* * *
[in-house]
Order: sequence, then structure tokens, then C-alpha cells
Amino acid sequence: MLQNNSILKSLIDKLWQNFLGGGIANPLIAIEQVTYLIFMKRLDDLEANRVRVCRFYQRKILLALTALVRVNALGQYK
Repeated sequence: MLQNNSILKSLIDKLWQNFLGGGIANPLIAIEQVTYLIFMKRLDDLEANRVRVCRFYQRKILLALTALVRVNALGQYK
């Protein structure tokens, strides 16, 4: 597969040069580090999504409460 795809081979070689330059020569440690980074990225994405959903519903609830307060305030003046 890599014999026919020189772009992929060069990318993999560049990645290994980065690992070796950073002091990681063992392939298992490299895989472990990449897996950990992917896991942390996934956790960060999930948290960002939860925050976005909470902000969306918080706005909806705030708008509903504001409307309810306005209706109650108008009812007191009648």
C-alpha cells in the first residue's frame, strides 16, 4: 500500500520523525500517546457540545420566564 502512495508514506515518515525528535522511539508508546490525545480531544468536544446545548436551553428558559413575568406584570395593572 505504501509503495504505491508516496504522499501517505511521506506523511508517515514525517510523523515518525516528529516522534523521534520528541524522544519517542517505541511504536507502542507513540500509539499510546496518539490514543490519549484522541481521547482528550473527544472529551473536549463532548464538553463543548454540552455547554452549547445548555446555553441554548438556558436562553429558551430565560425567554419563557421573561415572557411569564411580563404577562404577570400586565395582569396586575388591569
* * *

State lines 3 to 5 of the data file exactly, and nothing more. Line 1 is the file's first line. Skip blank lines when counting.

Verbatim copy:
Amino acid sequence: MLQNNSILKSLIDKLWQNFLGGGIANPLIAIEQVTYLIFMKRLDDLEANRVRVCRFYQRKILLALTALVRVNALGQYK
Repeated sequence: MLQNNSILKSLIDKLWQNFLGGGIANPLIAIEQVTYLIFMKRLDDLEANRVRVCRFYQRKILLALTALVRVNALGQYK
């Protein structure tokens, strides 16, 4: 597969040069580090999504409460 795809081979070689330059020569440690980074990225994405959903519903609830307060305030003046 890599014999026919020189772009992929060069990318993999560049990645290994980065690992070796950073002091990681063992392939298992490299895989472990990449897996950990992917896991942390996934956790960060999930948290960002939860925050976005909470902000969306918080706005909806705030708008509903504001409307309810306005209706109650108008009812007191009648």